iSCSI Target Boot Overview
Published: February 29, 2012
Updated: February 29, 2012
Applies To: Windows Server 2012
iSCSI Target Server enables you to network boot multiple computers from a single operating system image that is stored in a centralized location. This improves efficiency, manageability, availability, and security. iSCSI Target Server in Windows Server 2012 can boot hundreds of computers by using a single operating system image and it provides the following benefits:
By using differencing virtual disks, you can use a single operating system image (the “golden image”) to boot up to 256 computers. As an example, in a deployment of Windows Server 2008 R2 HPC edition, the operating system image is approximately 20 GB. A common deployment is to have two mirrored disk drives that act as the boot volume. Rounding the operating system storage to 40 GB per instance, you would need approximately 10 TB of storage — for only the operating system image—to boot 256 computers. With iSCSI Target Server, however, you will use 40 GB for the operating system base image, and 2 GB for differencing virtual hard disks (VHDs) per server instance, totaling 552 GB for the operating system images. This provides a savings of over 90% on storage for the operating system images alone.
Controlled operating system images make it more secure and easy to manage. Some enterprises require that data be secured by physically locking storage in a centralized location. In this scenario, servers access the data remotely, including the operating system image. With iSCSI Target Server, administrators can centrally manage the operating system boot images, and control which applications to put in the golden image.
Rapid deployment. Because the golden image is a sysprepped operating system image, when the computers boot from the golden image, they skip the file copying and installation phase that occurs during Windows Setup, and they go straight to the customization phase. In Microsoft internal testing, 256 computers were deployed in 34 minutes.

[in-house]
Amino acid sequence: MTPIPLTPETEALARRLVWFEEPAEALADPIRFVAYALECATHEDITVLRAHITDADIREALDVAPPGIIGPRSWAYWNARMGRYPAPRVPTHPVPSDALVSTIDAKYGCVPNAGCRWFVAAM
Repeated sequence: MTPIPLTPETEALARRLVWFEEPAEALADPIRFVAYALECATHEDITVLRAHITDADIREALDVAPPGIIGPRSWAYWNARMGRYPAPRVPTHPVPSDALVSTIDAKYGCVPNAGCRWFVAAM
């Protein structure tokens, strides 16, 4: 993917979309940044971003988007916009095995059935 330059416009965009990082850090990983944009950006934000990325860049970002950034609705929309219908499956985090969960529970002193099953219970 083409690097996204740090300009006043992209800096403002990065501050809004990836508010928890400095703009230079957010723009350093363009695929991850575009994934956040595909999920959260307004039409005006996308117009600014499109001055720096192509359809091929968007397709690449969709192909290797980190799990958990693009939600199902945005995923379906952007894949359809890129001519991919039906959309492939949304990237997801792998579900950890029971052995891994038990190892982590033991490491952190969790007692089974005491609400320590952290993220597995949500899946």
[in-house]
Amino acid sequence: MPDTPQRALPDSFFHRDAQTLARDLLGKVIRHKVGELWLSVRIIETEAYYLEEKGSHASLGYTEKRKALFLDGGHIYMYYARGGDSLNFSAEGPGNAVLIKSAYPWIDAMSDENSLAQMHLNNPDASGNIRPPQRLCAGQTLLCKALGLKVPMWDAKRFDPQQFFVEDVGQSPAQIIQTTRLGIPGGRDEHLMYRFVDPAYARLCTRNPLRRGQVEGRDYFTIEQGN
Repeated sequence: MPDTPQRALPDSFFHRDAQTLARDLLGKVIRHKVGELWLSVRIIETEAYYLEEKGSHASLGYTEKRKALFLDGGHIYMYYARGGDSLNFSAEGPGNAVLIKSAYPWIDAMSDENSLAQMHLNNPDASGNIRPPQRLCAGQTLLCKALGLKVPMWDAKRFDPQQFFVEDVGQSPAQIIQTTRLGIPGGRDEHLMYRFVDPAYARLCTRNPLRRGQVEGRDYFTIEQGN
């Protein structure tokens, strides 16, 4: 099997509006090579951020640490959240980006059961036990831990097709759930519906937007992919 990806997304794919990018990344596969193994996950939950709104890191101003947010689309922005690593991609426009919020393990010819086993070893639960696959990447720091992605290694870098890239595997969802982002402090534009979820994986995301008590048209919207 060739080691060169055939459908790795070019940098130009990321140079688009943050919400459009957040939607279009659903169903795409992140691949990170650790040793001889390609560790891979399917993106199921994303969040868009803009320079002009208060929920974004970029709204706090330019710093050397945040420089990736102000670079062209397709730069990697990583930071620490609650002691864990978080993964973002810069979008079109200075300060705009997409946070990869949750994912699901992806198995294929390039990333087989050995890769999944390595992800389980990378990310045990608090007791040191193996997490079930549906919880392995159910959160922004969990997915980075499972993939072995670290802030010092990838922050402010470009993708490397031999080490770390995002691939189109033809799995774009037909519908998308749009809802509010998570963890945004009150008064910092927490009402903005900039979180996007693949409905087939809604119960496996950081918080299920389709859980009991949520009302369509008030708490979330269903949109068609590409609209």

Fast recovery. Because the operating system images are hosted on the iSCSI Target Server computer, if the diskless client needs to be replaced, the new computer can point to the operating system image, and boot up immediately.
A SAN boot is a solution that has been offered from various vendors. In Windows Server 2012, the iSCSI Target Server provides this network boot capability on commodity hardware.
iSCSI Target Server does not require special hardware for functional verification. In data centers with large-scale deployments, the design should be validated against specific hardware. For reference, Microsoft internal testing indicated that for a 256-iSCSI boot deployment, 24x15k-RPM (revolution per minute) disks in a RAID 10 configuration were required for storage. A network bandwidth of 10 GB is optimal. A general estimate is 60 iSCSI boot servers per 1 GB network adapter. However, an iSCSI boot-capable network adapter is not required for this scenario. If the network adapter does not support it, a software boot loader can be used (such as iPXE open source boot firmware).
iSCSI Target Server can be installed as part of the File and iSCSI Services role service in Server Manager.
For automation, you can use the corresponding Windows PowerShell cmdlets.